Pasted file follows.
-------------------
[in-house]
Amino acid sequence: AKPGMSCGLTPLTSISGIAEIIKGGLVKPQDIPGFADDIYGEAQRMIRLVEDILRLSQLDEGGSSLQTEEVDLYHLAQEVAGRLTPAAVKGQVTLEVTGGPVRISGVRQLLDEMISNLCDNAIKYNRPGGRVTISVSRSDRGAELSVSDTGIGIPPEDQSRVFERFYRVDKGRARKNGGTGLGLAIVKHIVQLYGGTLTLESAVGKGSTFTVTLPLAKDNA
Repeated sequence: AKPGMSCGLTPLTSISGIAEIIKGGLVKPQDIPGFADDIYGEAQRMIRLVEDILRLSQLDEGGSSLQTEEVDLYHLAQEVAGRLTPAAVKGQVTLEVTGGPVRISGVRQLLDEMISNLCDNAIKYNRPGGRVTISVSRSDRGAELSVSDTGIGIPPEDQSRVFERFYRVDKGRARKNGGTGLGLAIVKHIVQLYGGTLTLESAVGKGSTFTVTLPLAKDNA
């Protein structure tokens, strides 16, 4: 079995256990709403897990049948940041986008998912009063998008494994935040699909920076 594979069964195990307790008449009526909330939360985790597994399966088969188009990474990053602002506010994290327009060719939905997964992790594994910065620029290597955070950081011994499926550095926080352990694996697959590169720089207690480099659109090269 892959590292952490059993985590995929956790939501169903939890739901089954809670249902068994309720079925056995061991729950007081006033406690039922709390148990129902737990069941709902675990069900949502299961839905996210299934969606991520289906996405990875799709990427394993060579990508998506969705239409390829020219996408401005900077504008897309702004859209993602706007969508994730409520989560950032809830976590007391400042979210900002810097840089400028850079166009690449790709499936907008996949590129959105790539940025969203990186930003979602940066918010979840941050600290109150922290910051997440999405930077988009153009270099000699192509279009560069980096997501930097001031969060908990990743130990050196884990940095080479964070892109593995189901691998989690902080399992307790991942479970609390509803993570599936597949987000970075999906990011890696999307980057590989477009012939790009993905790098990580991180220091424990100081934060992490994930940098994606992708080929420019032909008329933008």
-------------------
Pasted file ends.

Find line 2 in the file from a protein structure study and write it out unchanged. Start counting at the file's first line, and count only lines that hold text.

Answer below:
Amino acid sequence: AKPGMSCGLTPLTSISGIAEIIKGGLVKPQDIPGFADDIYGEAQRMIRLVEDILRLSQLDEGGSSLQTEEVDLYHLAQEVAGRLTPAAVKGQVTLEVTGGPVRISGVRQLLDEMISNLCDNAIKYNRPGGRVTISVSRSDRGAELSVSDTGIGIPPEDQSRVFERFYRVDKGRARKNGGTGLGLAIVKHIVQLYGGTLTLESAVGKGSTFTVTLPLAKDNA